Bird Cherry-Oat Aphid
Rhopalosiphum padi (L.)
Identification / Life Cycle
The bird cherry-oat aphid is dark, olive green with a reddish-brown patch on the back of the abdomen (Figure 7.8). Under cool conditions, the color can be so dark that the reddish patch becomes difficult to see. Its antennae and cornicles are black, and it is one of the largest aphids found on wheat. They are common in the fall but also can occur in spring.
Plant Damage and Response
Direct feeding damage to wheat is negligible, but populations of 50 or more per tiller at the boot to heading stage may be damaging. Heavy populations in the spring may cause the flag leaf to roll up into a corkscrew shape that can trap the awns, resulting in “fish-hooked” heads. This aphid is also a vector of barley yellow dwarf virus.
Figure 7.8 Bird cherry-oat aphid.
Figure 7.8 Bird cherry-oat aphid population.
Establishing Level of Risk
Estimate the population based on a sample of 25 to 50 randomly selected tillers. If treatment is elected, choose products broadly labeled for aphid control on wheat.
Sample tillers for the aphid. No specific sampling techniques have been estab lished. However,sampling techniques used for greenbug or Russian wheat aphid can be used in a similar manner for bird cherry-oat aphid.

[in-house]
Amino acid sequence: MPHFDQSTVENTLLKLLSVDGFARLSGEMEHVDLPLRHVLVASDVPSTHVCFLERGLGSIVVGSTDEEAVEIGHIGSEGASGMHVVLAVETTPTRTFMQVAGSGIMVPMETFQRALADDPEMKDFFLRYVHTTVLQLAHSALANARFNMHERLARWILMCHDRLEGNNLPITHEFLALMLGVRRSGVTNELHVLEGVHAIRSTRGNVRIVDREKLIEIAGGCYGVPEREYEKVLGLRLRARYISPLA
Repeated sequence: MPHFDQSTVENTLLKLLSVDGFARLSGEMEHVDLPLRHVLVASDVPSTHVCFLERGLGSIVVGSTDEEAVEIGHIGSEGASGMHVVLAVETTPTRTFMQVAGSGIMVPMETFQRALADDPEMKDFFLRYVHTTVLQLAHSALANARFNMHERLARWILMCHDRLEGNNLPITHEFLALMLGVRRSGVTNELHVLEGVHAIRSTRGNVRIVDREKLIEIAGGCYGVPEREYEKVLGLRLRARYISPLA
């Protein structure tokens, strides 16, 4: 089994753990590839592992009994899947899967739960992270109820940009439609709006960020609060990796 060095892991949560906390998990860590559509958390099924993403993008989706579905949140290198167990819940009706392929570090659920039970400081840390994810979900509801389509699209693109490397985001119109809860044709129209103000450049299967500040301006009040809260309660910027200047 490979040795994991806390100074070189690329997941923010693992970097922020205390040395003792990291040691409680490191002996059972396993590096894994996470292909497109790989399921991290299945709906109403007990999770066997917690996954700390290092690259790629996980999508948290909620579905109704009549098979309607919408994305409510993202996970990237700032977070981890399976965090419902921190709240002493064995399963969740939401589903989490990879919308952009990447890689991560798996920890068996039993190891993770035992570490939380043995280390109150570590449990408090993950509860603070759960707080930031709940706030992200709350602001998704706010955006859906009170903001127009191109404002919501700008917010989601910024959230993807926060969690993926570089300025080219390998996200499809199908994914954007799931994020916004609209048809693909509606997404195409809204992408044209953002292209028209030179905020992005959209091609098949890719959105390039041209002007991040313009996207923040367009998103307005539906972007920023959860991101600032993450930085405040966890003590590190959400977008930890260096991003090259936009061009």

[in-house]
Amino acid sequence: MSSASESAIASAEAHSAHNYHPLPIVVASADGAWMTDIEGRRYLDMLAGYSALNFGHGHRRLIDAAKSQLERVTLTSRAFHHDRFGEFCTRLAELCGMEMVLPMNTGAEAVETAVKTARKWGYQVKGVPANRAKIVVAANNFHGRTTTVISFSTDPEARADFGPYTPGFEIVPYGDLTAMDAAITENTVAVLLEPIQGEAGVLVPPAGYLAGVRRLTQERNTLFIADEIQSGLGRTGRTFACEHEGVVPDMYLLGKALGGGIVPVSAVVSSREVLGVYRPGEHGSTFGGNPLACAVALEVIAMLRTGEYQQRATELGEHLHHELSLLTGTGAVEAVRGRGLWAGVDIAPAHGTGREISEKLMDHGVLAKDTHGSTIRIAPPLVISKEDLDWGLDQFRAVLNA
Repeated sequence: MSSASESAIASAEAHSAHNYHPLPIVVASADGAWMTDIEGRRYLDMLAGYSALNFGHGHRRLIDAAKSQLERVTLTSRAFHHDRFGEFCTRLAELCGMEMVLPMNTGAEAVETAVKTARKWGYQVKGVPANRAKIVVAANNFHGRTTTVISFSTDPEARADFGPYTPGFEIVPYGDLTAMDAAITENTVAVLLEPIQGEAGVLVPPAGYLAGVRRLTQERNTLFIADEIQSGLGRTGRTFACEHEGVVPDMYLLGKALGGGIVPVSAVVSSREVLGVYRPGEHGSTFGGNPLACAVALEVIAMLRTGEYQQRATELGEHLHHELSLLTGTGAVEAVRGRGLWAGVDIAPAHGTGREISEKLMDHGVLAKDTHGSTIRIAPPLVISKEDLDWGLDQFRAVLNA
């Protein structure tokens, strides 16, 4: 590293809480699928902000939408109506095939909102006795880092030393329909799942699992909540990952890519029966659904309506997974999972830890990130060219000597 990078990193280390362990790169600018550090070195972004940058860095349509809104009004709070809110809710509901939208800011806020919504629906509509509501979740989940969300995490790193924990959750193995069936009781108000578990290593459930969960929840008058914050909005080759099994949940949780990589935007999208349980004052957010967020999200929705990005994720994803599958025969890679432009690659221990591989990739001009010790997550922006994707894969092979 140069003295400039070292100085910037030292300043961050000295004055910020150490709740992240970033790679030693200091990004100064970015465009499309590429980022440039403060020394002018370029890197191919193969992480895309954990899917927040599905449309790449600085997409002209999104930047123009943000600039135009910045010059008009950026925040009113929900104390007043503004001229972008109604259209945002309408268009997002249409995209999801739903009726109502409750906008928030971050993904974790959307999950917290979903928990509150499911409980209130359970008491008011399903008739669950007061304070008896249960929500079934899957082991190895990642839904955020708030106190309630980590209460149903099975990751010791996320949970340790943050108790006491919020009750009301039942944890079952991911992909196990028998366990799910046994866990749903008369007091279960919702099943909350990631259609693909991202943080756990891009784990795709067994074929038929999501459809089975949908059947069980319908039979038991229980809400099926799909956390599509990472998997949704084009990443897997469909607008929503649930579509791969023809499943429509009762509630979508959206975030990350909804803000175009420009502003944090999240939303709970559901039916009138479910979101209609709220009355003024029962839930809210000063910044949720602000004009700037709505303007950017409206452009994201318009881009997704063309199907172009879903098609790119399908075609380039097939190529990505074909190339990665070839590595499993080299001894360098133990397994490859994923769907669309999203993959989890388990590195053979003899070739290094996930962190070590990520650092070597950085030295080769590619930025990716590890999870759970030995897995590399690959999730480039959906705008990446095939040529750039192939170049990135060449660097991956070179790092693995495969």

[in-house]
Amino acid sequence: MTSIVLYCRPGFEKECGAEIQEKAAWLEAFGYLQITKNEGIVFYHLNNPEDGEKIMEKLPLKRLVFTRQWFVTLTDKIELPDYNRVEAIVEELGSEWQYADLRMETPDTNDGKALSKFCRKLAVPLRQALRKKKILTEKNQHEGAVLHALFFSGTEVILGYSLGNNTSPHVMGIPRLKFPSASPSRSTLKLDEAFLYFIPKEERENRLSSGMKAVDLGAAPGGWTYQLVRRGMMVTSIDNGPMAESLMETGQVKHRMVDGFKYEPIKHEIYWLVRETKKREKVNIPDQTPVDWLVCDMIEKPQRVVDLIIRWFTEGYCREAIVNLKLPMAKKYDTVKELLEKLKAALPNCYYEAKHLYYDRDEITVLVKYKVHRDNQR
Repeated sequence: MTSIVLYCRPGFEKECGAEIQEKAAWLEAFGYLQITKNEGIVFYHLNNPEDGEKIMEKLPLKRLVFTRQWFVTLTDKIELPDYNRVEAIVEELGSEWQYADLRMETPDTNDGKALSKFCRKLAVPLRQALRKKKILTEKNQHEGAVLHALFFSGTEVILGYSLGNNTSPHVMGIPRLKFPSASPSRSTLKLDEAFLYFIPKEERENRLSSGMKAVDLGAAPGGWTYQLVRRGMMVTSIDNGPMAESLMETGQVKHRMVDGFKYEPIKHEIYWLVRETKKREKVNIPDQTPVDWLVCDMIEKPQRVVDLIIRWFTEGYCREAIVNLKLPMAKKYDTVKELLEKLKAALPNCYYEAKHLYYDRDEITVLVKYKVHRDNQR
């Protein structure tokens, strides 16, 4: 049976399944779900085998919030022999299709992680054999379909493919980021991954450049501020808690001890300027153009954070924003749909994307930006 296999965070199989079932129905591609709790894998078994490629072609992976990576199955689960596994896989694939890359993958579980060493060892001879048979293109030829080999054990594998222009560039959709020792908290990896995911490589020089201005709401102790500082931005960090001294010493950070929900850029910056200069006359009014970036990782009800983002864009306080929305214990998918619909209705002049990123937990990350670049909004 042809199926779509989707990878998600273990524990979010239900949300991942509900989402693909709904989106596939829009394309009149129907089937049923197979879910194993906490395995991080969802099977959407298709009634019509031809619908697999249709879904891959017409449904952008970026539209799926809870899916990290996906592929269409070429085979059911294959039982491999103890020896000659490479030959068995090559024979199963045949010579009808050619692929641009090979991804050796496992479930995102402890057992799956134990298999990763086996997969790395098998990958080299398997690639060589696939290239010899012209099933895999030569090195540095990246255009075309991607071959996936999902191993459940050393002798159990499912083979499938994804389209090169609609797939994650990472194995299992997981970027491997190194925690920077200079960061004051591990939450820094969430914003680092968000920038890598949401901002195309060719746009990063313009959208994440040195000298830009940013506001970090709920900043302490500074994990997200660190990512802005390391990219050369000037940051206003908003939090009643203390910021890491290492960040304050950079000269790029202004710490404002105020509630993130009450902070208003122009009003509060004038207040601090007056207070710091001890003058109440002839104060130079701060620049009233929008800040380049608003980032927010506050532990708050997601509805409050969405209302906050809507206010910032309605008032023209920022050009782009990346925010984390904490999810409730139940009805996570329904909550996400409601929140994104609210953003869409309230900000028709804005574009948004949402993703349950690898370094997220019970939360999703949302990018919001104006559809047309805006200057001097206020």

If 50 or more aphids are found per tiller as the crop approaches boot stage, control measures might be considered.
Conventional foliar sprays usually are not effective in reducing virus incidence; however, neonicotinoid seed treatments reduce BYDV infection by suppressing aphid colony establishment in the fall.
Incidental predation and parasitism can occur. It is possible that bird cherry-oat aphids act as a food source for ladybeetles and therefore might help increase predator abundance in wheat fields. As an indirect effect, increased predators could attack other aphids such as the greenbug or Russian wheat aphid. No specific biocontrol agents or programs are known to control bird cherry-oat aphid infestations.